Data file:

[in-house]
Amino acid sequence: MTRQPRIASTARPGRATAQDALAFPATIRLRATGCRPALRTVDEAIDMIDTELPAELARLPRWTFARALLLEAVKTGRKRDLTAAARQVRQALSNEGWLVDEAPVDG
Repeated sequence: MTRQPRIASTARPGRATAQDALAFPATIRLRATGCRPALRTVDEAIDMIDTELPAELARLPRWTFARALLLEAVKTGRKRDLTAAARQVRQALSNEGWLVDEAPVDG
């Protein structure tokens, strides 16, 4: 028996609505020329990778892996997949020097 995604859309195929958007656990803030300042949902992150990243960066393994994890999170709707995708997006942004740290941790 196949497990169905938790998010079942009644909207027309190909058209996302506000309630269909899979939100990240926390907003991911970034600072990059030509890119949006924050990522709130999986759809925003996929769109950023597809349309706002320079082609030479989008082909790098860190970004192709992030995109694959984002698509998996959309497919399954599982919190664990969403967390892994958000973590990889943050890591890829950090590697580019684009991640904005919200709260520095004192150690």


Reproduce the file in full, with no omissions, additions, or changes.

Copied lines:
[in-house]
Amino acid sequence: MTRQPRIASTARPGRATAQDALAFPATIRLRATGCRPALRTVDEAIDMIDTELPAELARLPRWTFARALLLEAVKTGRKRDLTAAARQVRQALSNEGWLVDEAPVDG
Repeated sequence: MTRQPRIASTARPGRATAQDALAFPATIRLRATGCRPALRTVDEAIDMIDTELPAELARLPRWTFARALLLEAVKTGRKRDLTAAARQVRQALSNEGWLVDEAPVDG
């Protein structure tokens, strides 16, 4: 028996609505020329990778892996997949020097 995604859309195929958007656990803030300042949902992150990243960066393994994890999170709707995708997006942004740290941790 196949497990169905938790998010079942009644909207027309190909058209996302506000309630269909899979939100990240926390907003991911970034600072990059030509890119949006924050990522709130999986759809925003996929769109950023597809349309706002320079082609030479989008082909790098860190970004192709992030995109694959984002698509998996959309497919399954599982919190664990969403967390892994958000973590990889943050890591890829950090590697580019684009991640904005919200709260520095004192150690």